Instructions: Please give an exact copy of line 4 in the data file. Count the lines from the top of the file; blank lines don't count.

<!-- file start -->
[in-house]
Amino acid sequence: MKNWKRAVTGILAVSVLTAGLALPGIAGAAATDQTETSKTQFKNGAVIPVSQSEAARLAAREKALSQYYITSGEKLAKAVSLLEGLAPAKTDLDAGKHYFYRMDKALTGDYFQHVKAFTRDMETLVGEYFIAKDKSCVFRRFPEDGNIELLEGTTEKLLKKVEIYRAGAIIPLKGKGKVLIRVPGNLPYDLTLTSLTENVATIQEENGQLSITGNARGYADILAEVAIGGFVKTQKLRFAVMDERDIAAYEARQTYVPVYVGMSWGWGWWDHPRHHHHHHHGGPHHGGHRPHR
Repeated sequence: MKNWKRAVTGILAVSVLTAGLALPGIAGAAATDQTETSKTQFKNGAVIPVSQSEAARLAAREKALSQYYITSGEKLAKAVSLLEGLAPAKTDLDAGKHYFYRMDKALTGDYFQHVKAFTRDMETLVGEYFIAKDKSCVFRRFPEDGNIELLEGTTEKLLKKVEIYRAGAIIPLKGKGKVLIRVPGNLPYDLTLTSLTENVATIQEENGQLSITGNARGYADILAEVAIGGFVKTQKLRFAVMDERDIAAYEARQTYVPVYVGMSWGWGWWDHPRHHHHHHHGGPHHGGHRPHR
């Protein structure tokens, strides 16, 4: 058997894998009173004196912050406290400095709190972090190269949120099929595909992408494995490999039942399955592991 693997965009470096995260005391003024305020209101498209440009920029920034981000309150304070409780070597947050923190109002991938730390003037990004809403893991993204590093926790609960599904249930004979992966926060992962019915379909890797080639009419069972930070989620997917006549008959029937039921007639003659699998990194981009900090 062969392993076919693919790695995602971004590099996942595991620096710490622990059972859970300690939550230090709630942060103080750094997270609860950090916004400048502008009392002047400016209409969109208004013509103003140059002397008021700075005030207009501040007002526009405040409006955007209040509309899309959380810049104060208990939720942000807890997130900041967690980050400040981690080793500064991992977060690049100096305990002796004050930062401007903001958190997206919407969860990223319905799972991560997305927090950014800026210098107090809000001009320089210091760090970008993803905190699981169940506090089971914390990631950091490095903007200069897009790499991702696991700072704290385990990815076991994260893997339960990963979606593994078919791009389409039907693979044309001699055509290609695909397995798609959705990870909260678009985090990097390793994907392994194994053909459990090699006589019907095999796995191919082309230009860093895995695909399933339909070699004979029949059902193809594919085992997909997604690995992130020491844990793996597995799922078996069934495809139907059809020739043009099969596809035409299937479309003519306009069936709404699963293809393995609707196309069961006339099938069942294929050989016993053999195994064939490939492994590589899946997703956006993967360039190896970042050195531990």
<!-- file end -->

């Protein structure tokens, strides 16, 4: 058997894998009173004196912050406290400095709190972090190269949120099929595909992408494995490999039942399955592991 693997965009470096995260005391003024305020209101498209440009920029920034981000309150304070409780070597947050923190109002991938730390003037990004809403893991993204590093926790609960599904249930004979992966926060992962019915379909890797080639009419069972930070989620997917006549008959029937039921007639003659699998990194981009900090 062969392993076919693919790695995602971004590099996942595991620096710490622990059972859970300690939550230090709630942060103080750094997270609860950090916004400048502008009392002047400016209409969109208004013509103003140059002397008021700075005030207009501040007002526009405040409006955007209040509309899309959380810049104060208990939720942000807890997130900041967690980050400040981690080793500064991992977060690049100096305990002796004050930062401007903001958190997206919407969860990223319905799972991560997305927090950014800026210098107090809000001009320089210091760090970008993803905190699981169940506090089971914390990631950091490095903007200069897009790499991702696991700072704290385990990815076991994260893997339960990963979606593994078919791009389409039907693979044309001699055509290609695909397995798609959705990870909260678009985090990097390793994907392994194994053909459990090699006589019907095999796995191919082309230009860093895995695909399933339909070699004979029949059902193809594919085992997909997604690995992130020491844990793996597995799922078996069934495809139907059809020739043009099969596809035409299937479309003519306009069936709404699963293809393995609707196309069961006339099938069942294929050989016993053999195994064939490939492994590589899946997703956006993967360039190896970042050195531990």